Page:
After looking through this history and feeling frustrated by attempts at correction that were later changed, we decided to look at the issue more systematically. Given the political controversy that has surrounded the issue of acid rain, in this study we explore whether the frequency and magnitude of edits to the acid rain article are typical of scientific topics in general, or limited to controversial topics [21].

Material & Methods

We compared three topics we consider to be politically (though not scientifically) controversial (acid rain, global warming, and evolution) and four we consider to be politically uncontroversial (heliocentrism, general relativity, continental drift, and the standard model in physics). To quantify the comparison, we downloaded the complete revision history of each article from 2003-06-12 (when the most recent article, Heliocentrism, originated) through 2012-07-31 (the most recent full archive available when this analysis was run) using Wikipedia’s export API (http://www.mediawiki.org/wiki/API:Main_page). The data were obtained in compliance with Wikipedia's Terms and Conditions of Use (http://wikimediafoundation.org/wiki/Terms_of_Use), which allows sharing and adapting the data with attribution. We then calculated three metrics from each article’s history: 1) daily edit rate (excluding successive edits by the same user, n = 23,156), 2) mean edit size (the total number of words inserted, deleted, or changed) on days with at least one edit (n = 8,525), and 3) mean number of page ‘views’ per day (which includes requests by computer programs, only available after 2008-01-01). We also calculated two-tailed nonparametric rank-based multiple contrasts to estimate the significance of pairwise differences in edit rates and words changed for each article with no distributional assumptions about the data [22]. The data and code used to run this analysis are available at http://dx.doi.org/10.6084/m9.figshare.1397533.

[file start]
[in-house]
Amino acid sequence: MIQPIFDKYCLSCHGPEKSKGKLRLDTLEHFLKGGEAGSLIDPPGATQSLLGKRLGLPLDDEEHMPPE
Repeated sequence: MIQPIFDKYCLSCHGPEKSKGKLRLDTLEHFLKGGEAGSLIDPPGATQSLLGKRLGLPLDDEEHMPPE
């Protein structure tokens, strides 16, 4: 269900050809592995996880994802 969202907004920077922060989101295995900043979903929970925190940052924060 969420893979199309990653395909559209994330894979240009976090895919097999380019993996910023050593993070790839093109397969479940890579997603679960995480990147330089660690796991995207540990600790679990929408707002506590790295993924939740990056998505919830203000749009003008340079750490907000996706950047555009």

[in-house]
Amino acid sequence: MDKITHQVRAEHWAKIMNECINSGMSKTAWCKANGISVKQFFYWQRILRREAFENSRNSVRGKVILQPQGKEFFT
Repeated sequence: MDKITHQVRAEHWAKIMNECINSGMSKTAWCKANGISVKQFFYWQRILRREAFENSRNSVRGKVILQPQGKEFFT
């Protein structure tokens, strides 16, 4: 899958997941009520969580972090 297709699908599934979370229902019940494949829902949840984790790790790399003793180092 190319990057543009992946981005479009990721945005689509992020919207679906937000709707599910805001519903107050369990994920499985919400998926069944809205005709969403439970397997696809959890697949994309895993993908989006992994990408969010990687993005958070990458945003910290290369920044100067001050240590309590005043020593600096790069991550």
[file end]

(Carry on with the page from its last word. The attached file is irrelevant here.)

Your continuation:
Results & Discussion